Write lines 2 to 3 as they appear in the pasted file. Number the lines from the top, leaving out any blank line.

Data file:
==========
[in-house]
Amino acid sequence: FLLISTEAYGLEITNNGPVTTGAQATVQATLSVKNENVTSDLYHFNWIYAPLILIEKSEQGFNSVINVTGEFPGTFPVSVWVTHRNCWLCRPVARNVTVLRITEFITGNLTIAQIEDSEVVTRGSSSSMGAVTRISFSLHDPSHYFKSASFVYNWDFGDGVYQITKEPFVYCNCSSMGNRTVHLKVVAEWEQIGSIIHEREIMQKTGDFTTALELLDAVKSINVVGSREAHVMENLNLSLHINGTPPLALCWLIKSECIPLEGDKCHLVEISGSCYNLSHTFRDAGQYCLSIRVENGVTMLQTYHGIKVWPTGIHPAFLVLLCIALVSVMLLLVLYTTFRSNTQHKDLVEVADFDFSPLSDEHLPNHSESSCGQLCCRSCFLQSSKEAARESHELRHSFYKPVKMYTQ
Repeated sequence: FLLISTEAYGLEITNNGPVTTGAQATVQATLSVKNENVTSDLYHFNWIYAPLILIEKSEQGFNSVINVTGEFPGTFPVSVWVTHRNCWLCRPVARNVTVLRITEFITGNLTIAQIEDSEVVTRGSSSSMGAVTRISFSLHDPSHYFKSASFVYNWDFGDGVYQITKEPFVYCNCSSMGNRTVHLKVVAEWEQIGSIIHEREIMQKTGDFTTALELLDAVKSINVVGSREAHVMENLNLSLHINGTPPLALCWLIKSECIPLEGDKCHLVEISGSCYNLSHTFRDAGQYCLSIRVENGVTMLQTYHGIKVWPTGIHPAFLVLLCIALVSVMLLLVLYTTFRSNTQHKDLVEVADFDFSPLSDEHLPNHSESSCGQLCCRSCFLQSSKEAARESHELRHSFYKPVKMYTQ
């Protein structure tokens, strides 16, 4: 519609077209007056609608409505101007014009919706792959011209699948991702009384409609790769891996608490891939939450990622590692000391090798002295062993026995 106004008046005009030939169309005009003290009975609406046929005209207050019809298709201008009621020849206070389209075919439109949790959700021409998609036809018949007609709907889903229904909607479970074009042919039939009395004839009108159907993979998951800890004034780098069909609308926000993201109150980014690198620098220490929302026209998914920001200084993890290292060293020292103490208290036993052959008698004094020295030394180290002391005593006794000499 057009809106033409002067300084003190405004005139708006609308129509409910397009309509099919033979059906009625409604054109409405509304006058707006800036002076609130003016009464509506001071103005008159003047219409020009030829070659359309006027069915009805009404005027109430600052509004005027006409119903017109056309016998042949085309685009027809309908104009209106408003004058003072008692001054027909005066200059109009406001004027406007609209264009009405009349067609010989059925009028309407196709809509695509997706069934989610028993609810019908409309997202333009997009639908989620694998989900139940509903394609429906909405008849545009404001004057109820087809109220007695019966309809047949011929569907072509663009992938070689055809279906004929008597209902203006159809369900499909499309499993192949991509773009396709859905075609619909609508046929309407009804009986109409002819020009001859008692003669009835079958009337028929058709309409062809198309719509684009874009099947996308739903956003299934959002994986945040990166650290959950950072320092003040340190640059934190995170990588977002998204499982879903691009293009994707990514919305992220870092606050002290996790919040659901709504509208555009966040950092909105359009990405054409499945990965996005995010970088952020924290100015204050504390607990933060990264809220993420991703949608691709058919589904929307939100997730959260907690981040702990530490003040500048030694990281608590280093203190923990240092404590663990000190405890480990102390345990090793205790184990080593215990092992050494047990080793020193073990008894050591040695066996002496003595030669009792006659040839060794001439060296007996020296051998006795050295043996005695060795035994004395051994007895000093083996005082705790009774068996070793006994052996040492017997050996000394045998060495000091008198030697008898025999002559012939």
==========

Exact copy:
Amino acid sequence: FLLISTEAYGLEITNNGPVTTGAQATVQATLSVKNENVTSDLYHFNWIYAPLILIEKSEQGFNSVINVTGEFPGTFPVSVWVTHRNCWLCRPVARNVTVLRITEFITGNLTIAQIEDSEVVTRGSSSSMGAVTRISFSLHDPSHYFKSASFVYNWDFGDGVYQITKEPFVYCNCSSMGNRTVHLKVVAEWEQIGSIIHEREIMQKTGDFTTALELLDAVKSINVVGSREAHVMENLNLSLHINGTPPLALCWLIKSECIPLEGDKCHLVEISGSCYNLSHTFRDAGQYCLSIRVENGVTMLQTYHGIKVWPTGIHPAFLVLLCIALVSVMLLLVLYTTFRSNTQHKDLVEVADFDFSPLSDEHLPNHSESSCGQLCCRSCFLQSSKEAARESHELRHSFYKPVKMYTQ
Repeated sequence: FLLISTEAYGLEITNNGPVTTGAQATVQATLSVKNENVTSDLYHFNWIYAPLILIEKSEQGFNSVINVTGEFPGTFPVSVWVTHRNCWLCRPVARNVTVLRITEFITGNLTIAQIEDSEVVTRGSSSSMGAVTRISFSLHDPSHYFKSASFVYNWDFGDGVYQITKEPFVYCNCSSMGNRTVHLKVVAEWEQIGSIIHEREIMQKTGDFTTALELLDAVKSINVVGSREAHVMENLNLSLHINGTPPLALCWLIKSECIPLEGDKCHLVEISGSCYNLSHTFRDAGQYCLSIRVENGVTMLQTYHGIKVWPTGIHPAFLVLLCIALVSVMLLLVLYTTFRSNTQHKDLVEVADFDFSPLSDEHLPNHSESSCGQLCCRSCFLQSSKEAARESHELRHSFYKPVKMYTQ